The New York Times Book Review (essay date 1906)
SOURCE: "Smart Society," in The New York Times Book Review, November, 1906, 771 p.
[In the following review, the critic reacts negatively to Glyn's Beyond the Rocks, citing the novel's "moral atmosphere" as "decidely unwholesome."]
Elinor Glyn's new story, Beyond the Rocks, (Harper,) furnishes another of those saddening pictures of smart society for which she is already responsible to the number of two or three, though it has always been British smart society whose unseemliness she exposed. "Exposed" is perhaps not the best word, either, because one does not gather from the author's method of telling her story that she has the slightest idea of criticising the morals or manners of the set of people of whom she writes or of impressing her readers with their urgent need of missionaries. They are not labeled as bohemians, or free-thinkers, or eccentrics of any kind, but just exhibited as the ordinary run of nice (?) English men and women, pursuing their ordinary tactics in the game of life, but it strikes one looking at them from the provincial, and perhaps narrow-minded, Western shore of the Atlantic that they are hardly fit to associate with. One wonders if English people like the decidedly shady version of themselves which will get abroad through the medium of Mrs. Glyn's book, entirely without intention on her part, apparently.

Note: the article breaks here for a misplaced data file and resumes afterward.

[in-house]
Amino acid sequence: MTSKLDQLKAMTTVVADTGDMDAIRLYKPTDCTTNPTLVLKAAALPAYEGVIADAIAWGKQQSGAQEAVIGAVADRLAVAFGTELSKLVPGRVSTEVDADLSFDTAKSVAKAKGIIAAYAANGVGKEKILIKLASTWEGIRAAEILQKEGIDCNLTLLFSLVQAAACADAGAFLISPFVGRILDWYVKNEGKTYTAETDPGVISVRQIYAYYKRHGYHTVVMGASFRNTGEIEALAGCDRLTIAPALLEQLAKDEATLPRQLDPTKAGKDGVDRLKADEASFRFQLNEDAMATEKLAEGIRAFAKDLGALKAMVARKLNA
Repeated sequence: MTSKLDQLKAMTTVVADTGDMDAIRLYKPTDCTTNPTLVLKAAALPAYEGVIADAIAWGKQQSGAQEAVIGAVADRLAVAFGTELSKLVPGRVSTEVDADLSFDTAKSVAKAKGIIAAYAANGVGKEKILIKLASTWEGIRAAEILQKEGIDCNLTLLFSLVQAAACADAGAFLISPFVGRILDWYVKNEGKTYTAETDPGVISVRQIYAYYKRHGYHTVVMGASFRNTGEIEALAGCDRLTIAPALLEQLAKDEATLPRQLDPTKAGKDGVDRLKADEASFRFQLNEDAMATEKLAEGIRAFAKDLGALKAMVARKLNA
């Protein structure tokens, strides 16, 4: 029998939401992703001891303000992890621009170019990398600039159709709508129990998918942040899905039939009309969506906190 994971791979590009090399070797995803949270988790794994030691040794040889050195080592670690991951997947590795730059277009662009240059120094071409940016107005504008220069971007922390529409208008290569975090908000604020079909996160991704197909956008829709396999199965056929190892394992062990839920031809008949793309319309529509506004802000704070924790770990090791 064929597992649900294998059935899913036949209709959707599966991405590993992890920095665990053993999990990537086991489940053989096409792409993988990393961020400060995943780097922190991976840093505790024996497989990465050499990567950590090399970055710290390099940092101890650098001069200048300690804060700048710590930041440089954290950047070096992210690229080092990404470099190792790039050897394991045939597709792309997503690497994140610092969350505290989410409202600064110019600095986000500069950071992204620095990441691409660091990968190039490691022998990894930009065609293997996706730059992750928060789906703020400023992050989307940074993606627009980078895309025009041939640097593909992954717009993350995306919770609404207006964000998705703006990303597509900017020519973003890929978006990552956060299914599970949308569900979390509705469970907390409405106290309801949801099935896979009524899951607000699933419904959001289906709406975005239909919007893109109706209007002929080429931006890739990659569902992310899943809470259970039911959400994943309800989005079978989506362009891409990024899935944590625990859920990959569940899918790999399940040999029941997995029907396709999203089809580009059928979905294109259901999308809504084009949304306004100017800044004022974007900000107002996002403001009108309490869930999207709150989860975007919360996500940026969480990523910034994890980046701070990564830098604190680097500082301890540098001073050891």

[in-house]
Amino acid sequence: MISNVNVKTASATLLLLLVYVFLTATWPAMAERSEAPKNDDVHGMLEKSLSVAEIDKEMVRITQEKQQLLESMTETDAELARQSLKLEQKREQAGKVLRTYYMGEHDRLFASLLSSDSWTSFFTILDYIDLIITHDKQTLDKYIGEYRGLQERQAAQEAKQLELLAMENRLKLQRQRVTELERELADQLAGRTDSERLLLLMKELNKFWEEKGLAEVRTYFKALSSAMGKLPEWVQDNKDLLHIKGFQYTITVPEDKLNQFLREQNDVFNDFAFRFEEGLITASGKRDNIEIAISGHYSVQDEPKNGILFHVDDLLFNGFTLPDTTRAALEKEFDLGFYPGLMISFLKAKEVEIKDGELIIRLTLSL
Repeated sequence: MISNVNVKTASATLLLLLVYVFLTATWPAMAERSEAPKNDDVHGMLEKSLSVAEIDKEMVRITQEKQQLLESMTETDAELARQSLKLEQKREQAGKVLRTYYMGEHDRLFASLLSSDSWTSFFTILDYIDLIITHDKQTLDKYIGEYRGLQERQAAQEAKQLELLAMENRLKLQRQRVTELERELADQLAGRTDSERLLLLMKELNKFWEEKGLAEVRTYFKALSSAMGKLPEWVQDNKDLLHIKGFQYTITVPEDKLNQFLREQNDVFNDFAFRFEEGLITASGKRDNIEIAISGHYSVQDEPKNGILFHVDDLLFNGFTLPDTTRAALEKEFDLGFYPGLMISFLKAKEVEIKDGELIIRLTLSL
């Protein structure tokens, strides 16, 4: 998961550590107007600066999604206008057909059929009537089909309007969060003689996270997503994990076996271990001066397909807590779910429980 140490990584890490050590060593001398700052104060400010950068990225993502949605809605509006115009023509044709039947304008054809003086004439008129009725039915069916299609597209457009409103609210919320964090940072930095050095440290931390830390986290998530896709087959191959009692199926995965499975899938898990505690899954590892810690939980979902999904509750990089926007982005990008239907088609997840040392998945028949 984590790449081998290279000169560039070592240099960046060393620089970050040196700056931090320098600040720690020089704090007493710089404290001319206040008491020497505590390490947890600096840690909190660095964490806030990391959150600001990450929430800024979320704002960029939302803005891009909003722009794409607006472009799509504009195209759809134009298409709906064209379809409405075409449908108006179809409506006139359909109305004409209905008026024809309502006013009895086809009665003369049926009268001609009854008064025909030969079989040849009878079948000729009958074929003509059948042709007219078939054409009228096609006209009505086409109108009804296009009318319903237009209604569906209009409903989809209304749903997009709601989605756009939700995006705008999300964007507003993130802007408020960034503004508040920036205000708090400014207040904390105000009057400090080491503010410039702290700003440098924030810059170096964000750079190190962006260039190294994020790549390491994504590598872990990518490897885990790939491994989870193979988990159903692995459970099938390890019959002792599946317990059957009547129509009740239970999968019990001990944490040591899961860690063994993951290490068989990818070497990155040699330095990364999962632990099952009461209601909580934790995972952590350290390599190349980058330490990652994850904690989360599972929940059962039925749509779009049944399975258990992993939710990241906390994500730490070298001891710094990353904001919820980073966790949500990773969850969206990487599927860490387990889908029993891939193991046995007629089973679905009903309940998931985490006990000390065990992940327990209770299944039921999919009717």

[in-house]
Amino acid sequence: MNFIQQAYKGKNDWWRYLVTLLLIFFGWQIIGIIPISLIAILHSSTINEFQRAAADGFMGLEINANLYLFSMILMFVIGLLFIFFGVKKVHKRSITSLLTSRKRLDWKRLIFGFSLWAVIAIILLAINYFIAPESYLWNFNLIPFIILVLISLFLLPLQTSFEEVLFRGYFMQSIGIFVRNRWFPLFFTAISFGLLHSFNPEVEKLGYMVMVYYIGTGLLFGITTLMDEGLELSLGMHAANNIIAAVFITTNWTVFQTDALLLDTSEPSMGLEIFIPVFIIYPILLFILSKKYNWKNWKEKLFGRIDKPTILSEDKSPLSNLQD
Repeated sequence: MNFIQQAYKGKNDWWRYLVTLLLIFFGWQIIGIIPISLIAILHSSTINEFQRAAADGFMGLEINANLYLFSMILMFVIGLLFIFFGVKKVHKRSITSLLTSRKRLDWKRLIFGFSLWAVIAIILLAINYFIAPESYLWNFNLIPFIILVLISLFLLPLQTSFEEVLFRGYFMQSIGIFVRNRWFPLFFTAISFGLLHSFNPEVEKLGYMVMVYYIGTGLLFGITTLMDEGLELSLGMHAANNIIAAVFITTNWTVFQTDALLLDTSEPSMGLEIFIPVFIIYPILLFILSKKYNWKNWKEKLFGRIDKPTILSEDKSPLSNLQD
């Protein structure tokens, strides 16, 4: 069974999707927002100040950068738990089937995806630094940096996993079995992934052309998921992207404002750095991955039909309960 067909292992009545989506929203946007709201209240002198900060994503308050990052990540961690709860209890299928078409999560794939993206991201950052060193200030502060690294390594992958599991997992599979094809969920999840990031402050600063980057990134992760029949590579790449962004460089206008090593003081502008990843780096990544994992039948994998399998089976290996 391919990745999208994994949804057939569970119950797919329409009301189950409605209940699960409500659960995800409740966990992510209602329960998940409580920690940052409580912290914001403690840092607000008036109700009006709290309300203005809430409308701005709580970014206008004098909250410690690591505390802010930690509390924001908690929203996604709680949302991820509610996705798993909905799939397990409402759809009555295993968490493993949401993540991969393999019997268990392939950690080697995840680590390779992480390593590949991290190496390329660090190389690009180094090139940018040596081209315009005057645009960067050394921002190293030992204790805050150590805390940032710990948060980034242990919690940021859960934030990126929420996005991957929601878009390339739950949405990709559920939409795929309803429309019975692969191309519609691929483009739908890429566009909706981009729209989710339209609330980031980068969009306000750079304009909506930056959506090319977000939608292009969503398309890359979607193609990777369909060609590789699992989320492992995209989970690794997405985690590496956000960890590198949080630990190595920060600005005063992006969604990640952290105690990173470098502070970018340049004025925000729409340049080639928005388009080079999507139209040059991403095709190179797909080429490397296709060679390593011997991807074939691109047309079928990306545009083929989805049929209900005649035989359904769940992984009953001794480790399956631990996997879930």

But that is not the worst thing about Beyond the Rocks. The whole moral atmosphere of the book is of a decidedly unwholesome and vitiated character, since it not only condones the weaknesses and worse of its several characters, but actually expects us to accept them at their own valuation and rejoice in the combination of circumstances that landed the hero and heroine safely "beyond the rocks." though barely in time to save their reputations. At the opening of the story Theodora Fitzgerald has married a dreadful...
(The entire section is 799 words.)